LOCKDOWN LEVEL 3  [Adjusted ver. 3] 


Vaccine rollout day 192

Vaccine rollout day 192
New cases 10685
New Deaths 553
Recovery Rate 91.2%

The rand continued to get hammered yesterday as the developments in Afghanistan and the Corona Virus topped the headlines. With COVID infection numbers continuing to increase in many parts of the world, New Zealand was forced into an immediate 3-day lockdown on the detection of a solitary case. The NZ Central Bank was widely expected to be the first developed nation to hike interest rates yesterday, but they preferred to err on the side of caution and leave rates on hold.

  • The U.S. has frozen nearly $9.5 billion in assets belonging to the Afghan central bank and stopped shipments of cash to the nation as it tries to keep a Taliban-led government from accessing the money, an administration official confirmed Tuesday. The official said that any central bank assets that the Afghan government has in the U.S. will not be available to the Taliban, which remains on the Treasury Department’s sanctions designation list. Ajmal Ahmady, acting head of Da Afghan Bank, the nation’s central bank, early Monday tweeted that he learned on Friday that shipments of dollars would stop.
  • What started as a novel virus in China quickly became a sweeping disease that shut down the world and put a 1.5 year halt on the global economy. But while some countries’ economies are already back to normal, others are lagging far behind.  At the top, China and the U.S. are recovering at breakneck speed. In fact, recovering is the wrong word for China, as they reached pre-pandemic GDP per capita levels just after Q2’2020.  On the other end, some countries are looking at years—not months—when it comes to their recovery date. Saudi Arabia isn’t expected to recover until after Q1’2024, and Argentina is estimated to have an even slower recovery, occurring only after Q2’2026.
  • Fed’s Powell,  It is still unclear if the Delta variant will have a significant impact on the economy. We are not simply going to “revert” to a pre-pandemic economy stated Powell in a tweet. Powell further continued that Digital Money is becoming ore and more important.  Powell added that the challenging question was whether the FED should have a digital currency?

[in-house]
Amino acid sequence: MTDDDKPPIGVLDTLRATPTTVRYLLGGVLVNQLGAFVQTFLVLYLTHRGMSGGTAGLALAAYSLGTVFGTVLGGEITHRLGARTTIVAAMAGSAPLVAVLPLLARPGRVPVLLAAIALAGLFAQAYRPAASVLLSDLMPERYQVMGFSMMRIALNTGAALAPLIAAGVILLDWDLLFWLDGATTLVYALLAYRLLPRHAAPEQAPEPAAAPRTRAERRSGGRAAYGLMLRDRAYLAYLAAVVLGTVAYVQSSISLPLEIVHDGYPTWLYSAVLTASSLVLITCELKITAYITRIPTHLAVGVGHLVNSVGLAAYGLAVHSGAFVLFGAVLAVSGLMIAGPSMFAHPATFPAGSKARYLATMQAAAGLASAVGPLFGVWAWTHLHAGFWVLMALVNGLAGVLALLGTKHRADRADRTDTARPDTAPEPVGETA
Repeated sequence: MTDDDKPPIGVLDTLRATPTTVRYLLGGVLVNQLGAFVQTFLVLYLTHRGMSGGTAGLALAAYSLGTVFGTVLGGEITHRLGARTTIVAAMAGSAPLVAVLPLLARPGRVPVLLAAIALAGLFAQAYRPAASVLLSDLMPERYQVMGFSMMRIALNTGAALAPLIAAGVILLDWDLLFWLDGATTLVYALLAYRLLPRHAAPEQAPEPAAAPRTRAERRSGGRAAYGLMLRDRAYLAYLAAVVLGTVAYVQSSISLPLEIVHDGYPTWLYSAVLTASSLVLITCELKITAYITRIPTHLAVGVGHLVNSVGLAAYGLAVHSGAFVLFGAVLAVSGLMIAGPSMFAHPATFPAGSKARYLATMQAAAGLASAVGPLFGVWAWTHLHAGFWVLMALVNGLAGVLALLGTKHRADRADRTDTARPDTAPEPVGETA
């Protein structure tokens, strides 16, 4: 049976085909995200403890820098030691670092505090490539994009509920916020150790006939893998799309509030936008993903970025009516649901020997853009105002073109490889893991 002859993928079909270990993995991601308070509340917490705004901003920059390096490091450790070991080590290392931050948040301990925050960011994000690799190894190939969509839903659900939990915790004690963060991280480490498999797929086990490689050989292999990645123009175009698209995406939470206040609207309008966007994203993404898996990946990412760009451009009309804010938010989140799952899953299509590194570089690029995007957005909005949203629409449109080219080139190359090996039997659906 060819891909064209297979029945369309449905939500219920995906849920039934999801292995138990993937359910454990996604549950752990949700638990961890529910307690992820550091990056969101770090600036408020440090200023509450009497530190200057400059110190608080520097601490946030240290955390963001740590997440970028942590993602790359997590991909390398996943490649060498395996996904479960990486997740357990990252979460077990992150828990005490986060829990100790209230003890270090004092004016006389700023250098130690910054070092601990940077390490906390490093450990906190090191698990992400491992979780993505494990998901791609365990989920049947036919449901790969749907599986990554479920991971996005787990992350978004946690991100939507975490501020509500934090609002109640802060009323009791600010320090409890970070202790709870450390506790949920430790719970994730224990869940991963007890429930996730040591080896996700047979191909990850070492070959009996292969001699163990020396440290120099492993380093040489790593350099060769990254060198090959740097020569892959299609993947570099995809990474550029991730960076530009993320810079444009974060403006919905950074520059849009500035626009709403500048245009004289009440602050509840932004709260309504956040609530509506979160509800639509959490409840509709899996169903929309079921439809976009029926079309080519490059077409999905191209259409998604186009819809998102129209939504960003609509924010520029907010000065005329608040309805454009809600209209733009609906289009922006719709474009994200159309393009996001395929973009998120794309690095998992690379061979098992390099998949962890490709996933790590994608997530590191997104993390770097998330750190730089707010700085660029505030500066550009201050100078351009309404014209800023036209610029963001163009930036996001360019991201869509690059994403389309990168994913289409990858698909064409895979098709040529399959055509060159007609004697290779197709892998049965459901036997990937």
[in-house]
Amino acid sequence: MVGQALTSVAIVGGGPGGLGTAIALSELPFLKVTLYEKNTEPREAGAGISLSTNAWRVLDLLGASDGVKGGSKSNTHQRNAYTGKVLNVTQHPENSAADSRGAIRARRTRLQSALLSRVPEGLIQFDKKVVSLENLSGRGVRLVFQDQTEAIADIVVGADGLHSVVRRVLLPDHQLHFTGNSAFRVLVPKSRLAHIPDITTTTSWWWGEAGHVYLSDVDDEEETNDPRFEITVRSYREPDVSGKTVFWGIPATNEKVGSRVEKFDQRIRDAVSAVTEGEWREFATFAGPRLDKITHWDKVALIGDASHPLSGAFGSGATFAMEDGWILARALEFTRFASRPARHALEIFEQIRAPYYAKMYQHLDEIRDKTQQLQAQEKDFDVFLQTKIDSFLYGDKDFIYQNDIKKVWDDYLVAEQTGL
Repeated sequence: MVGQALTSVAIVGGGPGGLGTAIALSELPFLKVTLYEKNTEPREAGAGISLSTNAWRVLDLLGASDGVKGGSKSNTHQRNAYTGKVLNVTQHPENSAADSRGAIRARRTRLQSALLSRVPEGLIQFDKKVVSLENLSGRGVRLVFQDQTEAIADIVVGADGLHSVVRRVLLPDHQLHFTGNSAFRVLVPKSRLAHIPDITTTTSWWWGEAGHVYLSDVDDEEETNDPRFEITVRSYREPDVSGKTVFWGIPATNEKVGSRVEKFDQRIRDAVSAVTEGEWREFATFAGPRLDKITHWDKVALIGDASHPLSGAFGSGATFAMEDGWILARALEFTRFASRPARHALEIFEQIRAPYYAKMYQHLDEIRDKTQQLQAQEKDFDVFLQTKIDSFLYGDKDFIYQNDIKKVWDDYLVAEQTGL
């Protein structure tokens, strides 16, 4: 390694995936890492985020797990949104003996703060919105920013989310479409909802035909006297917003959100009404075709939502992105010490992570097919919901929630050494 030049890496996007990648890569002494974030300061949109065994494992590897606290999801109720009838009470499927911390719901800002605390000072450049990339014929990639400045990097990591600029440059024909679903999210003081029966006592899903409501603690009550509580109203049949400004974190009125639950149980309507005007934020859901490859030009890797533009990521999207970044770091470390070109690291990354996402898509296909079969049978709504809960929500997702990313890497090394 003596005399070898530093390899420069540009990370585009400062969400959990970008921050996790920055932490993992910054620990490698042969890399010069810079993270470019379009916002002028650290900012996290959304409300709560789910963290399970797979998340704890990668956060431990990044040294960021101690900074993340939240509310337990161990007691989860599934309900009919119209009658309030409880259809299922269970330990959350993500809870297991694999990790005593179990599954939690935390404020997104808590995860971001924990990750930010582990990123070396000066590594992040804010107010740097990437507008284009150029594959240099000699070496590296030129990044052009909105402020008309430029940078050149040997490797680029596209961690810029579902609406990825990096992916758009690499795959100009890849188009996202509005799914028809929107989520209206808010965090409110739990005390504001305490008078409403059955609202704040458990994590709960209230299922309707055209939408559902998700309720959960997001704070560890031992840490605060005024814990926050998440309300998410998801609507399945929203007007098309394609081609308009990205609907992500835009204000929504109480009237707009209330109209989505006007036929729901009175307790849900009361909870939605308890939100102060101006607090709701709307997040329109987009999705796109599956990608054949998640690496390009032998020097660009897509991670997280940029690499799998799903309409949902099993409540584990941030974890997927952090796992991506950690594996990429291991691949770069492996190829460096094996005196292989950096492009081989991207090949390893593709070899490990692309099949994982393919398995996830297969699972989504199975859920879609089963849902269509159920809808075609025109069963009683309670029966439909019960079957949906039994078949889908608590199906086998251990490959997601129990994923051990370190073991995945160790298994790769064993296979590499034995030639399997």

• US sanctions and Chinese countermeasures related to the situation in Hong Kong threaten to ignite the tinderbox of US-China economic relations. That potential conflagration could soon endanger not only bilateral trade and finance but also cooperation to counter global warming and nuclear proliferation. Yet officials in both countries, along with business leaders, seem complacent about the risks inherent in escalating the US-China sanctions war. Neither side is likely to give in to the other’s economic pressure, but both need to temper and contain the scope of their escalatory actions.
  • July US retail sales are softer than expected, falling 1.1% month-on-month, primarily because of weaker auto sales. Excluding autos, sales were down 0.4%. Consensus was looking for growth of -0.3% and +0.2% respectively. There were some upward revisions, but it is still a modestly disappointing outcome, although not a calamity. With the economy having re-opened there are more options on which to spend money. Retail sales only makes up 40-45% of total consumer spending and they are still up 17.2% on pre-pandemic levels.
  • Japan’s exports in July jumped 37% from a year ago, the government said Wednesday, highlighting an overseas recovery from the coronavirus pandemic. Imports also grew, rising 28.5%, according to Finance Ministry data, for the second straight month of a trade surplus for the world’s third largest economy. Japan’s exports grew to the U.S., Asia and Europe; while imports increased from Brazil, Belgium and Kuwait. By category, exports grew in food, iron and steel products, and electronic parts. Imports rose in food, auto parts and oil. Japan marked a trade surplus with the U.S., but a deficit with China in July.
  • The risk-sensitive Australian Dollar fell sharply versus the US Dollar overnight. A broad sense of risk aversion throughout global markets dragged AUD/USD over 1% lower. The currency pair, which is often used to gauge risk-taking among traders on a global scale, is at its lowest point since November 2020. A disappointing US retail sales figure crossed the wires prior to the New York opening bell overnight, which fueled bearish bets. Markets were already jittery after equity markets across the Asia Pacific region traded lower on Tuesday.

In early morning trade on Wednesday 18th August 2021, the Rand is trading at USDZAR 14.85 this morning.

Highlighted pairings:

  • EURZAR 17.3962
  • GBPZAR 20.48
  • AUDZAR 10.7862